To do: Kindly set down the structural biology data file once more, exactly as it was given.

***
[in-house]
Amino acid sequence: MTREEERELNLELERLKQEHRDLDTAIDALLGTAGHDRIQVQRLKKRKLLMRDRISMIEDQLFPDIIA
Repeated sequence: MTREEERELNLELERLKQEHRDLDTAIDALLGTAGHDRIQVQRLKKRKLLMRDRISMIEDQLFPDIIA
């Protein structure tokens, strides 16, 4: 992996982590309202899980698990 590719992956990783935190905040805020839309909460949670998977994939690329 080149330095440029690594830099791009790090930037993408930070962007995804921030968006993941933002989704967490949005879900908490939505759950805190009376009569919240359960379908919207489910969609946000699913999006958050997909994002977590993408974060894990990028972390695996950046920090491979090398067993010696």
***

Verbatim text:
[in-house]
Amino acid sequence: MTREEERELNLELERLKQEHRDLDTAIDALLGTAGHDRIQVQRLKKRKLLMRDRISMIEDQLFPDIIA
Repeated sequence: MTREEERELNLELERLKQEHRDLDTAIDALLGTAGHDRIQVQRLKKRKLLMRDRISMIEDQLFPDIIA
């Protein structure tokens, strides 16, 4: 992996982590309202899980698990 590719992956990783935190905040805020839309909460949670998977994939690329 080149330095440029690594830099791009790090930037993408930070962007995804921030968006993941933002989704967490949005879900908490939505759950805190009376009569919240359960379908919207489910969609946000699913999006958050997909994002977590993408974060894990990028972390695996950046920090491979090398067993010696």